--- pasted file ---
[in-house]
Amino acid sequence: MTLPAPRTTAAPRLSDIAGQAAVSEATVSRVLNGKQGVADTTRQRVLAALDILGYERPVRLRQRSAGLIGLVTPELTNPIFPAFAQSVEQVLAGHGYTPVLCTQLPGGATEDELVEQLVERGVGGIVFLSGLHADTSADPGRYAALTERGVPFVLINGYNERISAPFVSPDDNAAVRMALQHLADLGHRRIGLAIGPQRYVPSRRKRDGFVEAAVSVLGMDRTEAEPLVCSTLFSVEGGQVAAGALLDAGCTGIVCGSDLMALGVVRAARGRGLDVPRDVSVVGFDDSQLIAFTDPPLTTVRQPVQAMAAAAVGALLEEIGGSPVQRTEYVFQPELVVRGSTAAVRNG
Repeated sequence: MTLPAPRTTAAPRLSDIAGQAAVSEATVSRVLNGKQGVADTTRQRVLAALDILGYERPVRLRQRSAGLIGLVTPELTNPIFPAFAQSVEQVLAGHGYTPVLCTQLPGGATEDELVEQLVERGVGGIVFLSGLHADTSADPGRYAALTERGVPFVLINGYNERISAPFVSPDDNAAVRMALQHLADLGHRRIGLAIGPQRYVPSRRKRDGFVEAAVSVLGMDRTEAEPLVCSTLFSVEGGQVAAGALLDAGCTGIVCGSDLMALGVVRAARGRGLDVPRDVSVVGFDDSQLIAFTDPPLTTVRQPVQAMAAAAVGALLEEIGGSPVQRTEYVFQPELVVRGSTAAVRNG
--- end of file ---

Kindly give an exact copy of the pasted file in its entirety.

[in-house]
Amino acid sequence: MTLPAPRTTAAPRLSDIAGQAAVSEATVSRVLNGKQGVADTTRQRVLAALDILGYERPVRLRQRSAGLIGLVTPELTNPIFPAFAQSVEQVLAGHGYTPVLCTQLPGGATEDELVEQLVERGVGGIVFLSGLHADTSADPGRYAALTERGVPFVLINGYNERISAPFVSPDDNAAVRMALQHLADLGHRRIGLAIGPQRYVPSRRKRDGFVEAAVSVLGMDRTEAEPLVCSTLFSVEGGQVAAGALLDAGCTGIVCGSDLMALGVVRAARGRGLDVPRDVSVVGFDDSQLIAFTDPPLTTVRQPVQAMAAAAVGALLEEIGGSPVQRTEYVFQPELVVRGSTAAVRNG
Repeated sequence: MTLPAPRTTAAPRLSDIAGQAAVSEATVSRVLNGKQGVADTTRQRVLAALDILGYERPVRLRQRSAGLIGLVTPELTNPIFPAFAQSVEQVLAGHGYTPVLCTQLPGGATEDELVEQLVERGVGGIVFLSGLHADTSADPGRYAALTERGVPFVLINGYNERISAPFVSPDDNAAVRMALQHLADLGHRRIGLAIGPQRYVPSRRKRDGFVEAAVSVLGMDRTEAEPLVCSTLFSVEGGQVAAGALLDAGCTGIVCGSDLMALGVVRAARGRGLDVPRDVSVVGFDDSQLIAFTDPPLTTVRQPVQAMAAAAVGALLEEIGGSPVQRTEYVFQPELVVRGSTAAVRNG